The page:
Our study began by assembling 32 perfect strangers to participate. What we ended up with was:

  • A fascinating set of new data.
  • A heartwarming and timely story.
  • A beautiful data visualization.
  • Backlinks in a niche we don’t normally target.

So how do you conduct your own research? Let me break it down for you.

1. Identify a question that hasn’t been answered yet and tailor your research around answering it.

Realistically, it’s going to be hard to find a totally new question. But you can definitely find a new angle to approach a question from, or a specific part to hone in on. Take our study: we took an existing study and added a new twist to it, finding a new way to make it relevant. Dating apps are popular so people are thinking a lot about about text communication. While studies have been done about how many people use online dating, the length of relationships formed through online dating.

2. Plot your process and collect your data.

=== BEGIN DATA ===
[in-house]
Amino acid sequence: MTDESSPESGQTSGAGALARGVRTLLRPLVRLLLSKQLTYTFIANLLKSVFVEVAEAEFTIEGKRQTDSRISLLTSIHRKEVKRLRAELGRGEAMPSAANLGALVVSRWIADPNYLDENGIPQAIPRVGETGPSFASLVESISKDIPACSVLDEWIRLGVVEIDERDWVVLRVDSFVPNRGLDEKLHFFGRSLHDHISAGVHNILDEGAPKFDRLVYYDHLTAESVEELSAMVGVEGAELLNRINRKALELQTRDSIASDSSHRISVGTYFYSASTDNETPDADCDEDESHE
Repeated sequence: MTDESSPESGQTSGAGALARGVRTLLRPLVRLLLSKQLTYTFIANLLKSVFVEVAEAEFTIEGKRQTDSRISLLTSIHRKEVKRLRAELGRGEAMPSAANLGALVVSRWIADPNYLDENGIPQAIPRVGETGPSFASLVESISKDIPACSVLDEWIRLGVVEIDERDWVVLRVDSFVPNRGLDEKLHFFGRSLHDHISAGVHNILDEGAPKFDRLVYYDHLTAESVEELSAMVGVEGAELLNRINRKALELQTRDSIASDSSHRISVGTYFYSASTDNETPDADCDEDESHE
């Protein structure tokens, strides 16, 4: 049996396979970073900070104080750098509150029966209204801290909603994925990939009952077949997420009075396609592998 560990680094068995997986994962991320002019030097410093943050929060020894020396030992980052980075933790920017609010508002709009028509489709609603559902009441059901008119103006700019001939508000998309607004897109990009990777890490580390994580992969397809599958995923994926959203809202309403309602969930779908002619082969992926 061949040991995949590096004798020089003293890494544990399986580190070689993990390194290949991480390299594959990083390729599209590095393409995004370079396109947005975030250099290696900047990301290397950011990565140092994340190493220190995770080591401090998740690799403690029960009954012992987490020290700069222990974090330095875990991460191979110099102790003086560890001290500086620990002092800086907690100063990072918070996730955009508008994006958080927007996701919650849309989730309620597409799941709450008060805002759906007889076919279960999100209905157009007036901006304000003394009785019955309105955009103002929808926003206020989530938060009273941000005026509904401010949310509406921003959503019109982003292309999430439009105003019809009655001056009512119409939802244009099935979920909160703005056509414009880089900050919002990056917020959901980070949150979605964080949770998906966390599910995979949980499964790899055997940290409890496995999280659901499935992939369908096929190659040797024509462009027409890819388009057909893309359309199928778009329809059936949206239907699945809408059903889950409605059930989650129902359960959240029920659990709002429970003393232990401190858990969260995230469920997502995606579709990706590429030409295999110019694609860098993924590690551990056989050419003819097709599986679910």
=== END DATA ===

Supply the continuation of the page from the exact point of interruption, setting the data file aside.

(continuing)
Now that you have your idea, you need a solid plan. Write out your methodology so that you have document to reference throughout the process, and to potentially share with anyone who may want to learn more about the process after reading the article. Outline your goals, the steps you will take, and any survey questions you may use to collect data.

You’ll have to decide what the best method of collecting your data is. Surveys are generally the easiest way, since you’ll end up with quantifiable numbers that you can turn into punchy percentages. A/B tests are also a nice and straightforward method of collecting quantifiable data. If your study involves measuring metrics like social media shares or backlinks, then a tool like Buzzsumo or Moz will probably become necessary.